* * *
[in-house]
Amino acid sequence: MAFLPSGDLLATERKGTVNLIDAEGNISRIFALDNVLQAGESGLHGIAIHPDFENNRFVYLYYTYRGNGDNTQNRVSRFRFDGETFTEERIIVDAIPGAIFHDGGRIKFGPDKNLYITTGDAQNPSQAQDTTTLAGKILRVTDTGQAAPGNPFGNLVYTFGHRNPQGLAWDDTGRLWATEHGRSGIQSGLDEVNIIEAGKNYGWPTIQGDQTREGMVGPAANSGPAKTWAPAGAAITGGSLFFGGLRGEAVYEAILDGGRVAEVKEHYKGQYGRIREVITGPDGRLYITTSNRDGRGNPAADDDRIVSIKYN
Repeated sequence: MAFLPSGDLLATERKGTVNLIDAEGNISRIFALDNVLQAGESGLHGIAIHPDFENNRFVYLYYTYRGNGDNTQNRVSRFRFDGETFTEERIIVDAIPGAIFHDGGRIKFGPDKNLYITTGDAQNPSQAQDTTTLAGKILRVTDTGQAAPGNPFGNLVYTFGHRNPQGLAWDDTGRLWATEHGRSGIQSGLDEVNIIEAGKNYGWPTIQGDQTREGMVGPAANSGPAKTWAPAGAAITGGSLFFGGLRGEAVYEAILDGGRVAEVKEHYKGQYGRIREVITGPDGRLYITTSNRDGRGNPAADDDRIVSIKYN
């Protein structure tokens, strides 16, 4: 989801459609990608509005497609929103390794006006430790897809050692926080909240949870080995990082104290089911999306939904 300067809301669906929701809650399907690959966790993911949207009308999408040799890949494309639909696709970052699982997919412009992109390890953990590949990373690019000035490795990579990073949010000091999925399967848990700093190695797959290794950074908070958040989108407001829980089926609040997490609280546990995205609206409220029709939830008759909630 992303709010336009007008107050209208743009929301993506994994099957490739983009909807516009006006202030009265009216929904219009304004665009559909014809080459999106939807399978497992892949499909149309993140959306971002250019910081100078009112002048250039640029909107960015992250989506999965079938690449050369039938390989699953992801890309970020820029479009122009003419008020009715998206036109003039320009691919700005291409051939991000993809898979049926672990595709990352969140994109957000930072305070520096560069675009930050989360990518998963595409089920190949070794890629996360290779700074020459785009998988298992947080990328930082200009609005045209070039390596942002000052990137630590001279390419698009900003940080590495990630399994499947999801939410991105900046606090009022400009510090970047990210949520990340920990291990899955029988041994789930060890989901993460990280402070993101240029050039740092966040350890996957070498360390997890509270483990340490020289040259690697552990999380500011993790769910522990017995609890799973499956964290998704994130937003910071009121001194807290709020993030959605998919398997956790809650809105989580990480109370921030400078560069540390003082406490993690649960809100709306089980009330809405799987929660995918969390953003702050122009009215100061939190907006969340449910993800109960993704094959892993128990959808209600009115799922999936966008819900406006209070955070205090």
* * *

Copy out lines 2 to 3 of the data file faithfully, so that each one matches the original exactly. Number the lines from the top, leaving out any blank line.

Amino acid sequence: MAFLPSGDLLATERKGTVNLIDAEGNISRIFALDNVLQAGESGLHGIAIHPDFENNRFVYLYYTYRGNGDNTQNRVSRFRFDGETFTEERIIVDAIPGAIFHDGGRIKFGPDKNLYITTGDAQNPSQAQDTTTLAGKILRVTDTGQAAPGNPFGNLVYTFGHRNPQGLAWDDTGRLWATEHGRSGIQSGLDEVNIIEAGKNYGWPTIQGDQTREGMVGPAANSGPAKTWAPAGAAITGGSLFFGGLRGEAVYEAILDGGRVAEVKEHYKGQYGRIREVITGPDGRLYITTSNRDGRGNPAADDDRIVSIKYN
Repeated sequence: MAFLPSGDLLATERKGTVNLIDAEGNISRIFALDNVLQAGESGLHGIAIHPDFENNRFVYLYYTYRGNGDNTQNRVSRFRFDGETFTEERIIVDAIPGAIFHDGGRIKFGPDKNLYITTGDAQNPSQAQDTTTLAGKILRVTDTGQAAPGNPFGNLVYTFGHRNPQGLAWDDTGRLWATEHGRSGIQSGLDEVNIIEAGKNYGWPTIQGDQTREGMVGPAANSGPAKTWAPAGAAITGGSLFFGGLRGEAVYEAILDGGRVAEVKEHYKGQYGRIREVITGPDGRLYITTSNRDGRGNPAADDDRIVSIKYN